One of the most significant developments in the Hebrew Roots movement this past year has is the production of a movie that explains this phenomenon. Those who have seen The Way: A Documentary know that it is a quality production that imparts an entertaining, moving, and reasonably balanced presentation of the Torah Awakening among Christians. This debut work by young filmmakers Luke and Kayte Abaffy has had an expanding impact since its release in August 2016, and likely will receive international attention thanks to a recent screening at the Second B’ney Yosef National Congress in Israel.
In this article, originally published in Torah Sisters Magazine, producer Kayte Abaffy shares her experience and idea on how to present this Torah walk to the people we care about the most – and who often are not very receptive to this message. Perhaps it is not the message that is the problem, but the manner and timing of the presentation. That is a central point Kayte makes in this honest and delightful piece.
Originally published on Torah Sisters Magazine
Two years ago, I was driving on the Paciﬁc Coast Highway with my husband, sparkling blue ocean to our left and golden mountains to our right, coming home to Los Angeles from a transformative conference in San Diego. Torah keepers had gathered for a weekend of learning stuff and worshipping and hanging out by the pool till 2am sharing our stories. And that weekend wasn’t just an awesome conference – it was the start of us ﬁlming for The Way documentary, and our ﬁrst real deep dive into the experiences of people walking in The Way.
Even after we’d only interviewed our ﬁrst handful of people, something had already become clear: sharing your new walk with friends and family is … well … a thing. When we asked interview subjects how people reacted to their new walk (siblings, children, spouses, parents, pastors, lifelong friends), lots of interesting body language things would happen – eyes would well up with tears or dart to the ﬂoor, or there’d be a great big sigh, or laughter, or a look of searching for the right words to make a tough situation sound positive.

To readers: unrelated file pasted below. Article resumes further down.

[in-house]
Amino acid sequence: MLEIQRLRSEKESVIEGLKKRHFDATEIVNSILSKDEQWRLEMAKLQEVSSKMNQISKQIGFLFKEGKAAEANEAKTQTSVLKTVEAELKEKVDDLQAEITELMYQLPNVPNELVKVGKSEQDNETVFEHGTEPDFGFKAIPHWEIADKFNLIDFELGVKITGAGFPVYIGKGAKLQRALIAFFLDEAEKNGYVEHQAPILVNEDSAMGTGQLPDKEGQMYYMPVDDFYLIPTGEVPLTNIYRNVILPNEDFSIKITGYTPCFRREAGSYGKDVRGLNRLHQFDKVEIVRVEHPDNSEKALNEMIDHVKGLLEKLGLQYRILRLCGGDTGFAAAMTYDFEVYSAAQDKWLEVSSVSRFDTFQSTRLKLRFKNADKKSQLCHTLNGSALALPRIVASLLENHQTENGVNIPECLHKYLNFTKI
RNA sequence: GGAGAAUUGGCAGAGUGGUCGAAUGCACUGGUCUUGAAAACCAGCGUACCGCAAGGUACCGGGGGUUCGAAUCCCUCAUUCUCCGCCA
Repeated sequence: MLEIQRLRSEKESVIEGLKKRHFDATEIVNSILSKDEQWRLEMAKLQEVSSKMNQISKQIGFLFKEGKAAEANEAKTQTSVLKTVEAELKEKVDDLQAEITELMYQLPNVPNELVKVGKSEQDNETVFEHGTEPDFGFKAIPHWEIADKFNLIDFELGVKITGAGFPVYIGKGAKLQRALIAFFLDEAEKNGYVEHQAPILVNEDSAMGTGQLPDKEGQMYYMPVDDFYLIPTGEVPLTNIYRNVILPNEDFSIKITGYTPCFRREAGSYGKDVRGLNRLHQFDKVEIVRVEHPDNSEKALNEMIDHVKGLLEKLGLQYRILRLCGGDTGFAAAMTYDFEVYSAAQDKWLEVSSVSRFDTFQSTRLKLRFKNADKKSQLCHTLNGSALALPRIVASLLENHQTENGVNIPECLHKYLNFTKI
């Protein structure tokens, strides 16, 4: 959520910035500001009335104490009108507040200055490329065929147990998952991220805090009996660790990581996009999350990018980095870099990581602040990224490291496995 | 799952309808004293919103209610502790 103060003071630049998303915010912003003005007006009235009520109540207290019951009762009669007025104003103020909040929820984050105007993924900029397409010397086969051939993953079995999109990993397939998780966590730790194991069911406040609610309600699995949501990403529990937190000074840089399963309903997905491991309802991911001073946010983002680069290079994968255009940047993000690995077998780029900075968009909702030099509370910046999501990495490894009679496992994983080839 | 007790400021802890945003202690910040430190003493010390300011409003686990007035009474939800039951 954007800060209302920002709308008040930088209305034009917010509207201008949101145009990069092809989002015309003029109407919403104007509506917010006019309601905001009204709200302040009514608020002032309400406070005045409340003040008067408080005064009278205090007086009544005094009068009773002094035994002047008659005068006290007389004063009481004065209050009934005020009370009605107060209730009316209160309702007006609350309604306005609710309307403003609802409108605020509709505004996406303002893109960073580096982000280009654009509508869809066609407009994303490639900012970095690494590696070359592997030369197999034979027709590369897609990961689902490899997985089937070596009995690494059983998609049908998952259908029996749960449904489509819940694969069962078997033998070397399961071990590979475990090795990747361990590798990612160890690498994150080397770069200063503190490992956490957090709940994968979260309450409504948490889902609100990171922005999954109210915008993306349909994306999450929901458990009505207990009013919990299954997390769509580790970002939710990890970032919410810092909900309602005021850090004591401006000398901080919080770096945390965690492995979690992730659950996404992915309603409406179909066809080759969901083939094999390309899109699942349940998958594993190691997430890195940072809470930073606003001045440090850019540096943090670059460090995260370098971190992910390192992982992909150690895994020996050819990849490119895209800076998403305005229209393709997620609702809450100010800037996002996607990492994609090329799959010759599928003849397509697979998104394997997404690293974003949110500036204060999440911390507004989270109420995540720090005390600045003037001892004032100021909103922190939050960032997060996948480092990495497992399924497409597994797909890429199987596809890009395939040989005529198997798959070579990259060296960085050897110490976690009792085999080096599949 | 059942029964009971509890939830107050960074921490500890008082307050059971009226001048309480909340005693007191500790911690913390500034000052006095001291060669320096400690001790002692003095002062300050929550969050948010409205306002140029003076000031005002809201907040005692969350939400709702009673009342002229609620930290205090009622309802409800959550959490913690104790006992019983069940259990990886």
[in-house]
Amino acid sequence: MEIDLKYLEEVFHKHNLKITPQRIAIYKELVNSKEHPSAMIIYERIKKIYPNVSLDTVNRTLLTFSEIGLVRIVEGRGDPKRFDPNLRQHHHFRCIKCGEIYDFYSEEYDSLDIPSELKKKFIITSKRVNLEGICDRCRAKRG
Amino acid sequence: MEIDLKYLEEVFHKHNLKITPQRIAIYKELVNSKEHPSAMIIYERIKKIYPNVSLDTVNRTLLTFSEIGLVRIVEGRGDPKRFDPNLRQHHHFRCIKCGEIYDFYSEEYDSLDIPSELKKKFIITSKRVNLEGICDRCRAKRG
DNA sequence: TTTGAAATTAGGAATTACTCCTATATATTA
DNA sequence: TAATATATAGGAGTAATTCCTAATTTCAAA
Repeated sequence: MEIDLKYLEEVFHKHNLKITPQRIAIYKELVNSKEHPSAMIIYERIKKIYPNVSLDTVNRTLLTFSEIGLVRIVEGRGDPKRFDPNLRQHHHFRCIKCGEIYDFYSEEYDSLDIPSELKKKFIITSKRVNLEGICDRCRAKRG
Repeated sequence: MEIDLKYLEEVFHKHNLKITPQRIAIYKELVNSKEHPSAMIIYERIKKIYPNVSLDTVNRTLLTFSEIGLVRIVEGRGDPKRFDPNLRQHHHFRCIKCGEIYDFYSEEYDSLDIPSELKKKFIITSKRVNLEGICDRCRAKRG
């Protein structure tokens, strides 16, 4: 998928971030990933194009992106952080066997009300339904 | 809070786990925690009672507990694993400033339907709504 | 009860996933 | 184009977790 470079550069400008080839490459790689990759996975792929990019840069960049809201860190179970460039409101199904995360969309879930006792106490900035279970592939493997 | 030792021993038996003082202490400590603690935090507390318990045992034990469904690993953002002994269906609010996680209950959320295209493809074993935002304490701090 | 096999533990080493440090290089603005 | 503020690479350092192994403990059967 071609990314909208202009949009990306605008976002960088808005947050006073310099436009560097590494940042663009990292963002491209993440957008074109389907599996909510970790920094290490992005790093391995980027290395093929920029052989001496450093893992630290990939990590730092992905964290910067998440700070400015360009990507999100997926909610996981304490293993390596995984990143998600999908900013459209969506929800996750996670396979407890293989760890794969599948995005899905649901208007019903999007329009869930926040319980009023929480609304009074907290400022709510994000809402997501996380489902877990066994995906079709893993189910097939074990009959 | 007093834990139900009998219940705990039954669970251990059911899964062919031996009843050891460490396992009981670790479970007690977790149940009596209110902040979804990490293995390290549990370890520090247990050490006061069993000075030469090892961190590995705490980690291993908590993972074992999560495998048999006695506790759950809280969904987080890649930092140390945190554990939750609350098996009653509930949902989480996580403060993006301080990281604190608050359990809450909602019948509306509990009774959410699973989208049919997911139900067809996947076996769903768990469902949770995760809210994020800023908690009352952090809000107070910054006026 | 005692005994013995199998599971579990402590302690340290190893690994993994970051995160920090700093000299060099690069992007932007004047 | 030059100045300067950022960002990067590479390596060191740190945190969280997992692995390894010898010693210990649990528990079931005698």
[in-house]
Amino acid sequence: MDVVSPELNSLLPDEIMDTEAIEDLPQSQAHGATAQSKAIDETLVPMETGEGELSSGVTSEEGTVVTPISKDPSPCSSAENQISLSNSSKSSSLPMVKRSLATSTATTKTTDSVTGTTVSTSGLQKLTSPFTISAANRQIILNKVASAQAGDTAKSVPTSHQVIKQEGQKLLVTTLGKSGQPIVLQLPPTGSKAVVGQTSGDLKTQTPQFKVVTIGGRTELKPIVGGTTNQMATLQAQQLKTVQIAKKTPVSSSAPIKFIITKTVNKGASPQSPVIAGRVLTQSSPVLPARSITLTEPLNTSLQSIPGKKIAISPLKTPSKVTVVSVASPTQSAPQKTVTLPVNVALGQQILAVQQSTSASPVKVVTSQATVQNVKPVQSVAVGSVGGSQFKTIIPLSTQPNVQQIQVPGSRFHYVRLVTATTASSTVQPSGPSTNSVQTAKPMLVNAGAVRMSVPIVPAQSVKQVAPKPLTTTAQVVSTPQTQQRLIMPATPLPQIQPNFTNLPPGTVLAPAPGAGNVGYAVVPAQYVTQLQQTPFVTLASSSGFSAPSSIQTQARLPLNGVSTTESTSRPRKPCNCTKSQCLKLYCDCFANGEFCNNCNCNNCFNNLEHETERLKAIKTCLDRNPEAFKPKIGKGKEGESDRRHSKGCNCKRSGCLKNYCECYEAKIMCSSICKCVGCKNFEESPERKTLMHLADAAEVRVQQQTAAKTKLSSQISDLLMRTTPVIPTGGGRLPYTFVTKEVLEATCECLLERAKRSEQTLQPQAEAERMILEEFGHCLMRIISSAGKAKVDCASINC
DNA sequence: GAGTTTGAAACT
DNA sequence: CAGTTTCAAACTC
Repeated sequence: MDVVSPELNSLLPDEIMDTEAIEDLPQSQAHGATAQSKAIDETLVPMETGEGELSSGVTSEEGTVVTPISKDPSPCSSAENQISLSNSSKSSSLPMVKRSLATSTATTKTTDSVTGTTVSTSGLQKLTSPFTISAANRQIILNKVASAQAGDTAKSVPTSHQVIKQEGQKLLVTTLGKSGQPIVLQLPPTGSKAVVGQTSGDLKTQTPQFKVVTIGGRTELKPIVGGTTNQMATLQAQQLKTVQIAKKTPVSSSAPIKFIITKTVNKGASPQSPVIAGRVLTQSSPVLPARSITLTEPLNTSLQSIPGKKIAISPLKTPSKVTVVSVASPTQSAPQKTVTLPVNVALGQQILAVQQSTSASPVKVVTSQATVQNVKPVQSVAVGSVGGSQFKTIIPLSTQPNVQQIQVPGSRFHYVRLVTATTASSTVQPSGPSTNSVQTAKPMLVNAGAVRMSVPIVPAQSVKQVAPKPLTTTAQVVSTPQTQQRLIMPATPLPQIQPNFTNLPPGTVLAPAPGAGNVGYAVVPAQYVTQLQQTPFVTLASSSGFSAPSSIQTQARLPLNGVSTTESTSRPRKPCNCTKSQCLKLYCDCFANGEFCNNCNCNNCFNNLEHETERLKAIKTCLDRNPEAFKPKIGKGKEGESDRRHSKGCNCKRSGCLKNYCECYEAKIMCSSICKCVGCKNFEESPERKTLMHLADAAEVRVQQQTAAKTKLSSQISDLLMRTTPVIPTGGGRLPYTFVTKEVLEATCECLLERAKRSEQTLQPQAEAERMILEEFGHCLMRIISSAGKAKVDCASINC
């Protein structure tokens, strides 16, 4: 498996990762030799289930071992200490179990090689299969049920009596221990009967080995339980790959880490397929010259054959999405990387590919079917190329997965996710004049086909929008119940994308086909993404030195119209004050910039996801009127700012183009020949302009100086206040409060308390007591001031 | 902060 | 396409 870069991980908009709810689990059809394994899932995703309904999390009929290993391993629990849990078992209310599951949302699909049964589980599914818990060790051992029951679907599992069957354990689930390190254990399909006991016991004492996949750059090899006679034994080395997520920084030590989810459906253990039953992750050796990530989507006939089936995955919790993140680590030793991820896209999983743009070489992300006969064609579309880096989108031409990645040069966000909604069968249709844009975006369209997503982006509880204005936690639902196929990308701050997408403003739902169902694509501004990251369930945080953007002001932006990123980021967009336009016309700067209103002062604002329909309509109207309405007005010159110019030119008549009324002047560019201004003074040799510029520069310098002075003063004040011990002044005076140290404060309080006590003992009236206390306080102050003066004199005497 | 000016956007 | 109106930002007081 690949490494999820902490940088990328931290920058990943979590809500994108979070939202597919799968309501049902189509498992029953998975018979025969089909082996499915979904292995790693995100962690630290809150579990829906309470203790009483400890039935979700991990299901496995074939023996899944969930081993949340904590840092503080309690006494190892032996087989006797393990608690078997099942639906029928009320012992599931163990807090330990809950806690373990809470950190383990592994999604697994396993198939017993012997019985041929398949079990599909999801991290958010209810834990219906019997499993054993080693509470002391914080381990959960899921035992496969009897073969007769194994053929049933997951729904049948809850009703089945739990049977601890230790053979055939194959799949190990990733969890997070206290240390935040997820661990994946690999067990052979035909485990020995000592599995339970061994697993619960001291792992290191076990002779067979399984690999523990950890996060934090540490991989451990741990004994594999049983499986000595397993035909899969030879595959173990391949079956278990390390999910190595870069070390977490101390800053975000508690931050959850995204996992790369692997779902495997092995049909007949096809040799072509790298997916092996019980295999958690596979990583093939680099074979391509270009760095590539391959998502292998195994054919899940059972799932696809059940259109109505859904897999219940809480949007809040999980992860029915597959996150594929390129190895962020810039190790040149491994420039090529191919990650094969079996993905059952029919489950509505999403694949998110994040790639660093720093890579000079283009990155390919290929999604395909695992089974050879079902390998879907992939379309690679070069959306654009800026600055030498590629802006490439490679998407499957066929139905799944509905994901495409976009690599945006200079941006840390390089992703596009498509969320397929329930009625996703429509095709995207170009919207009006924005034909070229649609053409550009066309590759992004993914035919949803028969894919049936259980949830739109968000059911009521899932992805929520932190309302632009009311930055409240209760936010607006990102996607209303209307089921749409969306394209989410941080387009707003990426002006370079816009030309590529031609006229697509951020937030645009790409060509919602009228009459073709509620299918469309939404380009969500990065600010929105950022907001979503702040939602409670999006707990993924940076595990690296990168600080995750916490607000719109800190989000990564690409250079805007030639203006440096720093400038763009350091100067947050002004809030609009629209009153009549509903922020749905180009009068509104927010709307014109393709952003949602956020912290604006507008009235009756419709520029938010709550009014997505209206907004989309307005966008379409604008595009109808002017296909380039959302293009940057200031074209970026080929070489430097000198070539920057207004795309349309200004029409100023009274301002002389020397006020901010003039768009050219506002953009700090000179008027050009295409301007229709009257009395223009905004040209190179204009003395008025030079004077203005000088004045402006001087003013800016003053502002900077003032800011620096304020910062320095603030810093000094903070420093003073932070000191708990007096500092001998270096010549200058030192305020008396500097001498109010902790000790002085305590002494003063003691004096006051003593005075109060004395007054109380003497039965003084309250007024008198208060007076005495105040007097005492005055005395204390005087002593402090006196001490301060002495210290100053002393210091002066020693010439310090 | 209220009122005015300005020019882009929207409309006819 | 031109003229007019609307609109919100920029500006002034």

Of course, some people’s families or friends had taken instant interest, or tried hard to understand what their loved one was learning in the Word. And some even quickly came to the same understanding. But for lots of others, the reactions ranged from cold shoulders to confusion, awkwardness to outright hostility.
So how do you share your walk (and enthusiasm for the Torah) with people you love, when there seems to be so much baggage surrounding a conversation that hasn’t even begun yet?
One thought that’s really helped me is to make the fruit of your life available to people who’re actually hungry. Trees that throw their apples at people are scary, like in The Wizard of Oz. But in life, a person walks by and picks an apple from the tree when they’re hungry.
So often we try to jam a feast down the throat of a person who’s perfectly full. And then we’re frustrated when they don’t receive it and wonder why they resent us. But God works with hunger. And we should too. Remember what Yeshua said? “Blessed are those who hunger and thirst for righteousness, for they will be ﬁlled.” It’s hard to convince someone of how great the solution you’ve found is, when they don’t even think there’s a problem. But the great news is that there are plenty of hungry people out there, we just need to be there to minister to them!
Here are a few other ideas I’ve come up with to share Yeshua and your walk with others, as I’ve marinated on this question over the last two years:
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